It is that open ice up the middle where Monarchs defenseman Rich Petiot will clobber an unsuspecting forward with a flying body check. Snap your lights out like the slamming of a bear trap.
“I’m going to need to play consistent throughout the year. Play physical,” said the pro rookie Petiot when asked how he’ll make it to the National Hockey League. “Just keep it simple. . . . They like that I’m physical and they like my skating.”
The 23-year-old was the Los Angeles Kings’ fourth-round pick (116th overall) in 2001. He’s been up with the Kings once this season for a week and a half but didn’t play. What he got was a taste of where he wants to be.
“It was a good experience,” he said. “It was definitely good to see how hard those guys work and to see what it takes to get back there.”
Petiot came to the pro game via Colorado College, where the iron man played in 141 games. His only serious injury was a pulled groin last season that shelved him for 12 games.
“We play a lot more games here and that’s probably the biggest thing,” said Petiot. “You have to address it both mentally and physically, but now all you have to worry about is just playing hockey. It’s a lot easier not having school.”
Petiot’s not afraid of hard work. He is a small town guy from a big family.
He hails from Daysland, Alberta, which is an hour and a half north of Edmonton and only 25 minutes outside the small city of Camrose (population 15,000), where Petiot played for the Camrose Kodiaks and was discovered by college scouts.
“Everybody knows everybody,” said Petiot.
In fact, Daysland has a population of about 750. It is a farming community amid oil fields. Both of Petiot’s older brothers, Mark and Robby, work in the oil fields. Their father, Jerry, is the custodian at the Daysland School, which all the kids attended, and where their mother, Shirley is the school bus driver. There’s also 25-year-old Laurie (who smartly “stayed away from hockey” given her brothers’ penchant for physicality) and 18-year-old brother Dean, already 6-foot-1, 210 pounds, who is playing defense for the Kodiaks.
Manchester is a long way from Daysland, but Petiot feels right at home in the American Hockey League.
In just 24 pro games, Petiot’s three goals and five assists nearly equals his best college season. His plus-13 ranks him fifth in the league and is the best plus-minus for a rookie defenseman in Monarchs history. Petiot is on a similar offensive pace to Monarchs Tomas Zizka in 2002 and Denis Grebeshkov in 2004 that landed both of those then second-year North American pros on AHL all-star teams.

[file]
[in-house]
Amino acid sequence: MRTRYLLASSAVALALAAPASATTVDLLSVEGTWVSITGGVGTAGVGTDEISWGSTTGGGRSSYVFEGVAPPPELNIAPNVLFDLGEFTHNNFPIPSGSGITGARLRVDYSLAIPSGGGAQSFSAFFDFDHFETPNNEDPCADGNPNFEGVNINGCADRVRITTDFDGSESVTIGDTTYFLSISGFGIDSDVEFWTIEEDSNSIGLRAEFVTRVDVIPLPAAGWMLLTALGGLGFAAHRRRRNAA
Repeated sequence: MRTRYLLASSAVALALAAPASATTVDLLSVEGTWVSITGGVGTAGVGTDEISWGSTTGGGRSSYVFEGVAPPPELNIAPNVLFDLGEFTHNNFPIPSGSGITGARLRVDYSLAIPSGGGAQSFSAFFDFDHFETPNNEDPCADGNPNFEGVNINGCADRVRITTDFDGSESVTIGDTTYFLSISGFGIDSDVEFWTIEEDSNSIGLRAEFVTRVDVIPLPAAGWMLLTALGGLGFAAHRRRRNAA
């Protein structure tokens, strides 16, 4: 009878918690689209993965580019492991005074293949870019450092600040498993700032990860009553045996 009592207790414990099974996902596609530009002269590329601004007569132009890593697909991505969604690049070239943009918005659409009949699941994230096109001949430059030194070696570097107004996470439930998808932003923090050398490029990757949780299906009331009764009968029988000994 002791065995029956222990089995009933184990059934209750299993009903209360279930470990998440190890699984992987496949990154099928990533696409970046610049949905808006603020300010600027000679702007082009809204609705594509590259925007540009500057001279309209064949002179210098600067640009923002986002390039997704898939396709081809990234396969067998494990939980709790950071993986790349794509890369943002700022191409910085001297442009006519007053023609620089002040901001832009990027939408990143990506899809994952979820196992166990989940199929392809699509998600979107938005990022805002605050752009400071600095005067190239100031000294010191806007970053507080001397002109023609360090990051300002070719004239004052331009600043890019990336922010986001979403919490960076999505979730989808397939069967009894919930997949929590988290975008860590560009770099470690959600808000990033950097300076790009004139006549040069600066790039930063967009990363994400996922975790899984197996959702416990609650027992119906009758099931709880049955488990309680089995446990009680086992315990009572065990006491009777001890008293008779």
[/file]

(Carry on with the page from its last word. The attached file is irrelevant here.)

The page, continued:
IMAGINE the street hockey wars of Daysland featuring the Petiot boys and 6-foot-5, 230-pound pro defenseman Matthew Spiller? Those games were not for the faint of heart.
“Intense” is how Petiot describes them.
Spiller also hails from Daysland and was a youth hockey teammate of Petiot. The Phoenix Coyotes’ second round (31st overall) pick in the 2001 draft, Spiller played 51 games with the Coyotes in his rookie season of 2003-04. He now plays for the San Antonio Rampage in the AHL.
ALL-STAR CANDIDATES: RW Brad Smyth leads the Monarchs in scoring with 11 goals and 18 assists for 29 points and his plus-17 leads the league. Before last night he was on a six-game points streak. . . . LW Jeff Tambellini leads the team in goals with 15 and is second on the team in scoring with 15-13-28. He has played in the NHL this season and is third in AHL rookie scoring, . . . G Adam Hauser is the all-time Monarchs’ shutout leader with 14 (two this season) and is second in the league with 13 wins. . . . Vote for the all-star starting lineups at www.theahl.com.
PARTING SHOT: The thinking fan’s vote for AHL all-star in Manchester goes to LW Noah Clarke, an all-star last season. Clarke is the third-leading Monarchs scorer with 6-15-21 and he has played with the Kings this season.
“He’s very valuable to our team,” coach Jim Hughes said. “His numbers aren’t there, but he’s a guy who does everything for our team. He kills penalties. He’s on the power play. He’s a heart-and-soul guy. He played the first 18 games as a center. In a lot of ways I’d like to see him be considered.”
A hundred miles North(!) of Edmonton. Man that's arctic circle adjacent. I just can hardly imagine, especially when yesterday it was 70+ even with the wind chill factor here in SoCal. Wish your bro luck for us Dean. Reading your posts makes us feel like insiders. Just one question what do you do in Daysland at night? (Old Daily City joke).